Four out of seven coronaviruses are seasonal, says study

After Coronavirus, the World Sees New Zoonotic Langya Henipavirus

There are seven coronaviruses known to infect people and four of them causing common respiratory infections are seasonal. But it is yet to know about SARS-CoV-2, which is causing the current pandemic.

A new study by University of Michigan School of Public Health researchers showed that four out of the seven known corona viruses are sharply seasonal and transmit just like influenza.

Though it is not yet confirmed that the new virus would also behave similarly, the scientists feel that the findings could help investigators and healthcare workers.

“Even though the seasonal coronaviruses found in Michigan are related to SARS-CoV-2, we do not know whether that virus will behave like the seasonal coronaviruses,” said Arnold Monto, the Thomas Francis Collegiate Professor of Epidemiology at the U-M School of Public Health.

“Only time will tell if SARS-CoV-2 will become a continuing presence in the respiratory infection landscape, continue with limited circulation as with MERS, or like SARS, disappear from humans altogether.”

The coronaviruses have long been recognized as human respiratory pathogens and human coronaviruses have historically been detected in mild respiratory illnesses. However, animal coronaviruses spill over to humans and they can cause severe disease. Severe acute respiratory syndrome (SARS) in 2002 and Middle East respiratory syndrome (MERS) in 2012 both emerged when a coronavirus jumped from an animal to people. The COVID-19 pandemic is believed to have started in the same way.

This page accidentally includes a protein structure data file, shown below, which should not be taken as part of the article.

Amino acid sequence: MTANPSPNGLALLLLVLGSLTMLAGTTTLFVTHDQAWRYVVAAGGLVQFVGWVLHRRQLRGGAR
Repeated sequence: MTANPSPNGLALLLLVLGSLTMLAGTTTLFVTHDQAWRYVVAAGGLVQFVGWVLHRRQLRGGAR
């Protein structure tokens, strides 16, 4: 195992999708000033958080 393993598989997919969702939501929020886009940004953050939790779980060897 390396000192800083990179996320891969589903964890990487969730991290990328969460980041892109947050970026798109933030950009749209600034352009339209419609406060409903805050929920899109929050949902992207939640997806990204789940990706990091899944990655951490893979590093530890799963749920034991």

For the last 10 years, between 890 to 1,441 individuals from several hundred households participated in the study. The continuing study is now tracking the occurrence of SARS-CoV-2 and its potential presence in Michigan households.

The researchers found the coronaviruses studied are sharply seasonal in Michigan and appear, based on serial interval and secondary infection risk, to have similar transmission potential to that of the influenza A (H3N2) virus in the study population. They say the results are not indicative of how SARS-CoV-2 will behave.



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